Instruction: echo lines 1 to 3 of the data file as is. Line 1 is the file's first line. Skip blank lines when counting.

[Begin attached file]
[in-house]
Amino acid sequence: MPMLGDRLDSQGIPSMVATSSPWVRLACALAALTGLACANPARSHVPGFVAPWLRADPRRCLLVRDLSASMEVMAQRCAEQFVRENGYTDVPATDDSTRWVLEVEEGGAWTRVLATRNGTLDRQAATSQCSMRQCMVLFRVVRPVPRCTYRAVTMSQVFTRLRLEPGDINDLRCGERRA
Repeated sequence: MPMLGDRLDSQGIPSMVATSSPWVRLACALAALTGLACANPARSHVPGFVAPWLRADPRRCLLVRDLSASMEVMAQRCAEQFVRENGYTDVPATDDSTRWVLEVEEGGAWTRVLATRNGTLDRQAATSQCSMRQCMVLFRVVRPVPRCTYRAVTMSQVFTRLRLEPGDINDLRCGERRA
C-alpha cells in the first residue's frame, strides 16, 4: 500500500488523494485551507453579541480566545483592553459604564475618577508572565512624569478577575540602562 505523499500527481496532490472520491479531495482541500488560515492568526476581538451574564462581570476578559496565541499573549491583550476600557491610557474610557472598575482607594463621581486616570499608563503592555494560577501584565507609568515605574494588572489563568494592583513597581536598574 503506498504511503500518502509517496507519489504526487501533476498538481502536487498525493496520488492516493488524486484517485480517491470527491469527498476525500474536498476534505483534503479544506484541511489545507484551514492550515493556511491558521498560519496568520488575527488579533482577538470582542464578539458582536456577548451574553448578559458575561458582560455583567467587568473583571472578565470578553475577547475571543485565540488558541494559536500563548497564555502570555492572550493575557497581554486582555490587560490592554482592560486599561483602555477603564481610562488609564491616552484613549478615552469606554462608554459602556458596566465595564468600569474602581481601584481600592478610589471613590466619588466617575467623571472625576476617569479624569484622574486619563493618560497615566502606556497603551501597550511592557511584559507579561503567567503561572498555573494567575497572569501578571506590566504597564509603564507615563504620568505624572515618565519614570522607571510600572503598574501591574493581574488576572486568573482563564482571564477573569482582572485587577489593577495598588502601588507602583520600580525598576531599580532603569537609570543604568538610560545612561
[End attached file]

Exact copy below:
[in-house]
Amino acid sequence: MPMLGDRLDSQGIPSMVATSSPWVRLACALAALTGLACANPARSHVPGFVAPWLRADPRRCLLVRDLSASMEVMAQRCAEQFVRENGYTDVPATDDSTRWVLEVEEGGAWTRVLATRNGTLDRQAATSQCSMRQCMVLFRVVRPVPRCTYRAVTMSQVFTRLRLEPGDINDLRCGERRA
Repeated sequence: MPMLGDRLDSQGIPSMVATSSPWVRLACALAALTGLACANPARSHVPGFVAPWLRADPRRCLLVRDLSASMEVMAQRCAEQFVRENGYTDVPATDDSTRWVLEVEEGGAWTRVLATRNGTLDRQAATSQCSMRQCMVLFRVVRPVPRCTYRAVTMSQVFTRLRLEPGDINDLRCGERRA